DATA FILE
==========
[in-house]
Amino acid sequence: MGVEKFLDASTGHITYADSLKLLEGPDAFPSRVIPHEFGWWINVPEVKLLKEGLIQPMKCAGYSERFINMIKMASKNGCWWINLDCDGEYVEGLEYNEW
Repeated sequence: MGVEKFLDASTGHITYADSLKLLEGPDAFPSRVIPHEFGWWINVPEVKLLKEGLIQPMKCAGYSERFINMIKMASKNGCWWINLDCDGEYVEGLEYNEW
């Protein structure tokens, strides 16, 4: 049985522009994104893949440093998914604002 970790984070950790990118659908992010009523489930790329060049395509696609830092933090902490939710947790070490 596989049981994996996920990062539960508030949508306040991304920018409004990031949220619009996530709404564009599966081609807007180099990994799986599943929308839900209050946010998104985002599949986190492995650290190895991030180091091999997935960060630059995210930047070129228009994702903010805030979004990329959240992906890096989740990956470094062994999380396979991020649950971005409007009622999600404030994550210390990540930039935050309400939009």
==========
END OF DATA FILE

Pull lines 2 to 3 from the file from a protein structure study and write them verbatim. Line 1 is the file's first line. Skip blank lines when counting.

Amino acid sequence: MGVEKFLDASTGHITYADSLKLLEGPDAFPSRVIPHEFGWWINVPEVKLLKEGLIQPMKCAGYSERFINMIKMASKNGCWWINLDCDGEYVEGLEYNEW
Repeated sequence: MGVEKFLDASTGHITYADSLKLLEGPDAFPSRVIPHEFGWWINVPEVKLLKEGLIQPMKCAGYSERFINMIKMASKNGCWWINLDCDGEYVEGLEYNEW